Oscar®Oscar® Nominee for Best Visual Effects, Best Makeup and Hairstyling
Movie Review

The Lone Ranger

MPAA Rating: PG-13 for sequences of intense action and violence, and some suggestive material.

Reviewed by: Pamela Gardner
CONTRIBUTOR

Offensive
Moviemaking Quality:

Primary Audience:
Teens Adults
Genre:
Western Action Crime Adventure Adaptation IMAX
Length:
2 hr. 15 min.
Year of Release:
2013
USA Release:
July 3, 2013 (wide)
DVD: December 17, 2013
Copyright, Walt Disney Pictures click photos to ENLARGE Copyright, Walt Disney Pictures Copyright, Walt Disney Pictures Copyright, Walt Disney Pictures Copyright, Walt Disney Pictures Copyright, Walt Disney Pictures Copyright, Walt Disney Pictures Copyright, Walt Disney Pictures Copyright, Walt Disney Pictures Copyright, Walt Disney Pictures
Relevant Issues
Copyright, Walt Disney Pictures

justice

justice of God

righteousness

revenge

fighting against greed and corruption

bravery / courage

Featuring: Johnny DeppTonto
Helena Bonham CarterRed
Armie HammerJohn Reid/The Lone Ranger
Barry Pepper … Captain Jay Fuller
William Fichtner … Butch Cavendish
James Badge Dale … Dan Reid
James Frain
Nick W. Nicholson … Saloon Guy
Tom WilkinsonLatham Cole
Ruth Wilson … Rebecca Reid
more »
Director: Gore Verbinski—“Pirates of the Caribbean” series, “Rango,” “The Ring,” “Mousehunt”
Producer: Walt Disney Pictures
Jerry Bruckheimer Films
more »
Distributor: Walt Disney Pictures

“Never take off the mask.”

I’ve wanted to see this movie for quite some time, so I packed up my kids and off we went. This over 2 hour long film opens in 1933 at a San Francisco carnival. We follow a young boy dressed in a Lone Ranger costume, through an Old West exhibit. The boy sees vivid pictures and animals, then comes across an elderly Indian man. The boy stares at the life size “model” Indian then… he moves. Startled, the boy continues to eyeball the figure until he finally speaks two words “Kemo Sabe?”

We now know that the Indian is an elderly Tonto (Johnny Depp). Tonto begins to regale the boy with the origins and history on The Lone Ranger. John Reid (Armie Hammer) a recent law school graduate travels on a train to the home of his youth. He wants to bring law and justice to the land. He calls man’s law book his “bible,” when a woman offers to pray for him.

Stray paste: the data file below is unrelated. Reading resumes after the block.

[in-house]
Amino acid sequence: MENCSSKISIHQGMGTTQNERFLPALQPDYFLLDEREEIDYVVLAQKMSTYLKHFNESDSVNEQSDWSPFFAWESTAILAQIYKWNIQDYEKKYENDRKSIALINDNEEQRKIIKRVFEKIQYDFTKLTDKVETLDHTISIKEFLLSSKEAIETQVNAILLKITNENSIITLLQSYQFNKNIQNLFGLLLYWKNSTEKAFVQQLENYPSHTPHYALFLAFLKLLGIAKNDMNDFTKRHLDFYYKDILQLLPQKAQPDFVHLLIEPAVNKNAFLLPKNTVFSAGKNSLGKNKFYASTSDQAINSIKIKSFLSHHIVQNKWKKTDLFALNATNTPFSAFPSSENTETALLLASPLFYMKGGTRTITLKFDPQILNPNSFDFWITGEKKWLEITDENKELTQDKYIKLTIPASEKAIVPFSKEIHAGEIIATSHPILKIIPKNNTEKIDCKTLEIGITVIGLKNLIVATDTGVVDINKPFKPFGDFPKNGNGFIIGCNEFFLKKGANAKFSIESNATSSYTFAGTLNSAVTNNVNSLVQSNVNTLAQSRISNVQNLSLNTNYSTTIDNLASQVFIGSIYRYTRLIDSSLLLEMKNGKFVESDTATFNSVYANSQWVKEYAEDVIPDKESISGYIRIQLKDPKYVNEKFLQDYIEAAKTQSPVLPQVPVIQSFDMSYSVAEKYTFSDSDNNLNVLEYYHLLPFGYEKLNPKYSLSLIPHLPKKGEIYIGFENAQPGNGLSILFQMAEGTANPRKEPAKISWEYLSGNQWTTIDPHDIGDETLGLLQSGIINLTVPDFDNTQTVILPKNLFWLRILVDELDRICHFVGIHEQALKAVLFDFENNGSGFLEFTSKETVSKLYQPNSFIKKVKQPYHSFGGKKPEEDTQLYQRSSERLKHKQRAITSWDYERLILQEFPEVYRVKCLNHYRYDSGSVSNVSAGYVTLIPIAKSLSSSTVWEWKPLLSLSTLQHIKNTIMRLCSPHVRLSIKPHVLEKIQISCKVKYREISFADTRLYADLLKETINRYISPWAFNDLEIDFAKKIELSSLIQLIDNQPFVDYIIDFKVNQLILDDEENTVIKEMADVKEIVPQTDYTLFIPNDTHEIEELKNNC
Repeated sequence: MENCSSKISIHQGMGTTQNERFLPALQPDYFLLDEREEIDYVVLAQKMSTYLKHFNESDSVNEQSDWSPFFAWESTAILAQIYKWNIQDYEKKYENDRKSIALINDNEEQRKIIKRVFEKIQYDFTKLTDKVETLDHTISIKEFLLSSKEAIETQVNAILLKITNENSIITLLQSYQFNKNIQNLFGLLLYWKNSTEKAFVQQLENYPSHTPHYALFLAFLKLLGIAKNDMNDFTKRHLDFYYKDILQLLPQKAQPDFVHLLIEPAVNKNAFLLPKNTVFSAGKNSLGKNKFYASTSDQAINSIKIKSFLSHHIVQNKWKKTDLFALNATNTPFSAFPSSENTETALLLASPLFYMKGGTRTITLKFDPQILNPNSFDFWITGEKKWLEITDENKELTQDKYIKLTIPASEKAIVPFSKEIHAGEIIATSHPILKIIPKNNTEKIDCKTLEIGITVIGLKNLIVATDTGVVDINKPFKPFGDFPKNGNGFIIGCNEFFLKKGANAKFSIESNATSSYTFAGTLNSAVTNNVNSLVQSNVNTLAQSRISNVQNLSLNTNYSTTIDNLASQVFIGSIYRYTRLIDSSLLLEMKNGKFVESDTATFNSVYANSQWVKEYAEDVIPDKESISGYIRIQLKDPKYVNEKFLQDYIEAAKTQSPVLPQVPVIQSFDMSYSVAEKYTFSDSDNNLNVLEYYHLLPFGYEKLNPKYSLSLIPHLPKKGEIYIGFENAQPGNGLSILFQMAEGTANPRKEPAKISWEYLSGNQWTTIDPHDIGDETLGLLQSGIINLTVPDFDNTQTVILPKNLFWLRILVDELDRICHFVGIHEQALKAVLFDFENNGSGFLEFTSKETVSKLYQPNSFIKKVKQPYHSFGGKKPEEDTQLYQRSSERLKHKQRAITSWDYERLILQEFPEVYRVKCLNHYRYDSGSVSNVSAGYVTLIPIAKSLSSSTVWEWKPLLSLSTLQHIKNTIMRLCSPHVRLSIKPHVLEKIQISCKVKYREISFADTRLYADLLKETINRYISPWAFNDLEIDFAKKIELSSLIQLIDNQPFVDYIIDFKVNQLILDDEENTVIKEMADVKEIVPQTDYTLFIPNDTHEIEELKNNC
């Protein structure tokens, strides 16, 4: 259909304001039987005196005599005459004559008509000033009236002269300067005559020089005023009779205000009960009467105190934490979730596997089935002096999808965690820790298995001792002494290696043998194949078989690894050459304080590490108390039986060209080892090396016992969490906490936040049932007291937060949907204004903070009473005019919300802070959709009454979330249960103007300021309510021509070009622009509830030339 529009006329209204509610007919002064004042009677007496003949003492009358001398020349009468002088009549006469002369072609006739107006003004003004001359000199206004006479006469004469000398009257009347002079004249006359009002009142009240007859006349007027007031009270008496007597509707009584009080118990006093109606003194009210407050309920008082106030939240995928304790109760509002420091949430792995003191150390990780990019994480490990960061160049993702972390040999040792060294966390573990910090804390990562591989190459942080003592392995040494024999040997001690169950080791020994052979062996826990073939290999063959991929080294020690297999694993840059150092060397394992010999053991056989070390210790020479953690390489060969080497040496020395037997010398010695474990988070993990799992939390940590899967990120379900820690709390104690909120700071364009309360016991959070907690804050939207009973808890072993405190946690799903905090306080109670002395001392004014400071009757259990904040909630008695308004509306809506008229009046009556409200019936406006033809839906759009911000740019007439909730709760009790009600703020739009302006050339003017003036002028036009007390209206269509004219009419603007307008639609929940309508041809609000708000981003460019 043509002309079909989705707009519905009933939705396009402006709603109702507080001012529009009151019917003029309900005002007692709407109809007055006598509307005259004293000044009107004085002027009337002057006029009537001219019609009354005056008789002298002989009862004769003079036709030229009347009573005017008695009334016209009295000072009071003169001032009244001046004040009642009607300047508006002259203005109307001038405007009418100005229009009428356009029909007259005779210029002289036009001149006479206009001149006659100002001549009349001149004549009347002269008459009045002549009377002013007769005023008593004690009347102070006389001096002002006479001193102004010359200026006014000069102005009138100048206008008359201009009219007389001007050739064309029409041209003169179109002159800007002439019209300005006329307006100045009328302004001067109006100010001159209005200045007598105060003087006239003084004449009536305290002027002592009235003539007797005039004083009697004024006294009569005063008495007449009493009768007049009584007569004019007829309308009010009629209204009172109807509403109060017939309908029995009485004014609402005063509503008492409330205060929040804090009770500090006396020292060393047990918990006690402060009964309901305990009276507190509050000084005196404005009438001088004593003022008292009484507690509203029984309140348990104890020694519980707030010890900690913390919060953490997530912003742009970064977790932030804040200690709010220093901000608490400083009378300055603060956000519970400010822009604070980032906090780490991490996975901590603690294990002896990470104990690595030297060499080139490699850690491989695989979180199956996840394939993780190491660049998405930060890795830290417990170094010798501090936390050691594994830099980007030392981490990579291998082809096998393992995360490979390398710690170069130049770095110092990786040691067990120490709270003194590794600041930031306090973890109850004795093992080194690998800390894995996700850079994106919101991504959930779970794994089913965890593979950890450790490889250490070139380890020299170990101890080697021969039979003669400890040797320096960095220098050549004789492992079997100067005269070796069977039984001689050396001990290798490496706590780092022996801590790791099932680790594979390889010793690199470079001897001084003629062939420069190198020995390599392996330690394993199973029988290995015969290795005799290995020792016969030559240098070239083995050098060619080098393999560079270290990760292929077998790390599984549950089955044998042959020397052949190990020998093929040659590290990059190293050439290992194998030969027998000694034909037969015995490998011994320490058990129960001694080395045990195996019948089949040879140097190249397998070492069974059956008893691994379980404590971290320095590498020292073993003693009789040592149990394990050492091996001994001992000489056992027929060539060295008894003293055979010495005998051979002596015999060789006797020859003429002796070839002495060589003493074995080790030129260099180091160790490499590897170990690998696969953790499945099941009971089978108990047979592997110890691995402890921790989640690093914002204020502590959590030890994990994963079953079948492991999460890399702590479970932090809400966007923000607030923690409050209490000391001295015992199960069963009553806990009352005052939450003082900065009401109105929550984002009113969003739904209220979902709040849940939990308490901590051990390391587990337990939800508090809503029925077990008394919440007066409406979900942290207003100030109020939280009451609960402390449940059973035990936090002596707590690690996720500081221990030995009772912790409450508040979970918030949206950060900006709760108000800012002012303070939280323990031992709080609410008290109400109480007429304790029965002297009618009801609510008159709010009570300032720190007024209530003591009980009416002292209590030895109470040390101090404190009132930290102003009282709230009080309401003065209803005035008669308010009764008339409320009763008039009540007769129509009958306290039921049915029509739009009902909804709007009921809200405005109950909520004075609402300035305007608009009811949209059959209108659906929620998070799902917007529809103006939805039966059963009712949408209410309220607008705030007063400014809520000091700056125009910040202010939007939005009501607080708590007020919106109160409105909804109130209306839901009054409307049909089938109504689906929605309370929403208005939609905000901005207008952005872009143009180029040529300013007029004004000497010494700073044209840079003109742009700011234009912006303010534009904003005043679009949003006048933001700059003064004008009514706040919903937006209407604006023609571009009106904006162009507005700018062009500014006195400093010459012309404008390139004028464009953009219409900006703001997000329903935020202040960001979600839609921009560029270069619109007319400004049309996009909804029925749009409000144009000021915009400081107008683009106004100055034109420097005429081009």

Unbeknownst to John, there is a criminal Butch Cavendish (William Fichtner) chained up about reach his own justice via hanging in the next car. Chained next to this villain we see a young Tonto, awaiting his sentence for “being Indian.” Cavendish breaks free and is about to escape when he runs into an unsuspecting John Reid. John, not being a fan of guns, quickly becomes the prisoner and is chained up next to Tonto. A series of exciting events ensue and ends with the villain escaping, Tonto is in chains, again and John is pretty roughed up. Entering his home town, John meets up with his older brother, Dan Reid (James Badge Dale) who is a Texas Ranger, and vows to recapture Cavendish and deputizes John to join in the pursuit.

With that as an opening, I must admit my interest was piqued. Let us start with the acting, it is superb. Johnny Depp is impeccable. Armie Hammer was virtually unknown to me before this film; after watching, I hope to see his other work. As the Lone Ranger, he is tall, courageous and, dare I say, handsome. In fact, the entire cast is quite impressive. In addition, I must give a separate mention to the villain Cavendish played by Fichtner, an especially cruel and dark hearted criminal.

While I did enjoy the film, it had content I could have done without, especially since I had my 4 and 7 year old with me. The violence is heavy. People are senselessly murdered, men and women are slapped and beaten. Blood is shown, and my kids had to shut their eyes.

Language was moderate, including about 7 hells and 3 damns; they were unnecessary.

There are some suggestive sexual themes; the are, however, minor.

Also, there is a running anti-white man motif that really began to annoy me, personally.

I feel I must also mention there are conflicting spiritual themes that might cause some parents to pause.

There is a running theme about justice, revenge, and destiny. With those themes on a loop throughout the film Ezekiel 34:15-16 rang true.

“I myself will tend my sheep and have them lie down, declares the Sovereign LORD. I will search for the lost and bring back the strays. I will bind up the injured and strengthen the weak, but the sleek and the strong I will destroy. I will shepherd the flock with justice.”

God is the True Judge, and even with a world that is full of darkness and corruption, He will exact justice and judge the world. Also, sometimes we as Christians will be called upon to stand against such darkness and be salt and light.

Overall, I did enjoy the film, the acting, the direction, and the cinematography. It did however go on a little long. I would caution taking young children.

Violence: Heavy to extreme / Profanity: Moderate—“God,” “My G*d” (2), “Oh G*d,” “Oh my G*d,” ““Swear to G*d,” “hell” (13), “damn” (7), “*ss” / Sex/Nudity: Moderate

See list of Relevant Issues—questions-and-answers.


Viewer CommentsSend your comments
Comments below:
Positive